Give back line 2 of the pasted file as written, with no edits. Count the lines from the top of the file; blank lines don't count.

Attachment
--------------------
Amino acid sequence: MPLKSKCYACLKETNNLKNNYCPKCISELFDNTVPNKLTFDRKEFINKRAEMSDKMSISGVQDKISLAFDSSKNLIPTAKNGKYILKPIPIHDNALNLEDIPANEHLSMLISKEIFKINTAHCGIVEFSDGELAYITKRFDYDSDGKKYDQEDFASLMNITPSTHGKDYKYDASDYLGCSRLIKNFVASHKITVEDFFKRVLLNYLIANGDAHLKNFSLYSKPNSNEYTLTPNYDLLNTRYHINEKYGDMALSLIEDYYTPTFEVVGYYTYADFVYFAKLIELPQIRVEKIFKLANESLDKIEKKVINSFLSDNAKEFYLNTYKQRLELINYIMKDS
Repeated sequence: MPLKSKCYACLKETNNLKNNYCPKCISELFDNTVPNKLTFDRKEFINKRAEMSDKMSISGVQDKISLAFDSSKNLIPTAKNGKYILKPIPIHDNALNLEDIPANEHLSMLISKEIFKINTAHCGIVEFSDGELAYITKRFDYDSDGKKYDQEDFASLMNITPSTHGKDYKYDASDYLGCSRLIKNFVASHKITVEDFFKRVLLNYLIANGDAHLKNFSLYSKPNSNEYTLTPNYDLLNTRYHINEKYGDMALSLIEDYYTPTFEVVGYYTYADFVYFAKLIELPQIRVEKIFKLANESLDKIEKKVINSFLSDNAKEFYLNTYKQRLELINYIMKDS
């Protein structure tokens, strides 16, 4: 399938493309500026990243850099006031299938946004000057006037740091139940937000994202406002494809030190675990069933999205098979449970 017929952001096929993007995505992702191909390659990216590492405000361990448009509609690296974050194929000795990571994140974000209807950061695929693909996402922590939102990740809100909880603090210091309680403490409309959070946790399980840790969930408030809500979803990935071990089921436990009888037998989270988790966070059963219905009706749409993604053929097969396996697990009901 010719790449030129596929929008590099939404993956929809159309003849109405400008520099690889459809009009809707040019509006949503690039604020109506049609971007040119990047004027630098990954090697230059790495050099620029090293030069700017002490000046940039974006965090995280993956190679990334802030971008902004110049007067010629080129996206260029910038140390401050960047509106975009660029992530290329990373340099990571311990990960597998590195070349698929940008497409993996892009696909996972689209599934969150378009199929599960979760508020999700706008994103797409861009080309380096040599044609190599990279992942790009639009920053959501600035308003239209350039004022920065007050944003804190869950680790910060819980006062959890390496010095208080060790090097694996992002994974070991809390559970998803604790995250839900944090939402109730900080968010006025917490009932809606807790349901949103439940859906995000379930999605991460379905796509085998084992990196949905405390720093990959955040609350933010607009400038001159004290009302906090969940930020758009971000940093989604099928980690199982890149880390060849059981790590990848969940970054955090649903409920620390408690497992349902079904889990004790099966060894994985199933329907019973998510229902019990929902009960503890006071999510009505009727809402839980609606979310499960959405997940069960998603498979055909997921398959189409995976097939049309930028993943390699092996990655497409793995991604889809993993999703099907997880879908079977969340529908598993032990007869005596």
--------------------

Repeated sequence: MPLKSKCYACLKETNNLKNNYCPKCISELFDNTVPNKLTFDRKEFINKRAEMSDKMSISGVQDKISLAFDSSKNLIPTAKNGKYILKPIPIHDNALNLEDIPANEHLSMLISKEIFKINTAHCGIVEFSDGELAYITKRFDYDSDGKKYDQEDFASLMNITPSTHGKDYKYDASDYLGCSRLIKNFVASHKITVEDFFKRVLLNYLIANGDAHLKNFSLYSKPNSNEYTLTPNYDLLNTRYHINEKYGDMALSLIEDYYTPTFEVVGYYTYADFVYFAKLIELPQIRVEKIFKLANESLDKIEKKVINSFLSDNAKEFYLNTYKQRLELINYIMKDS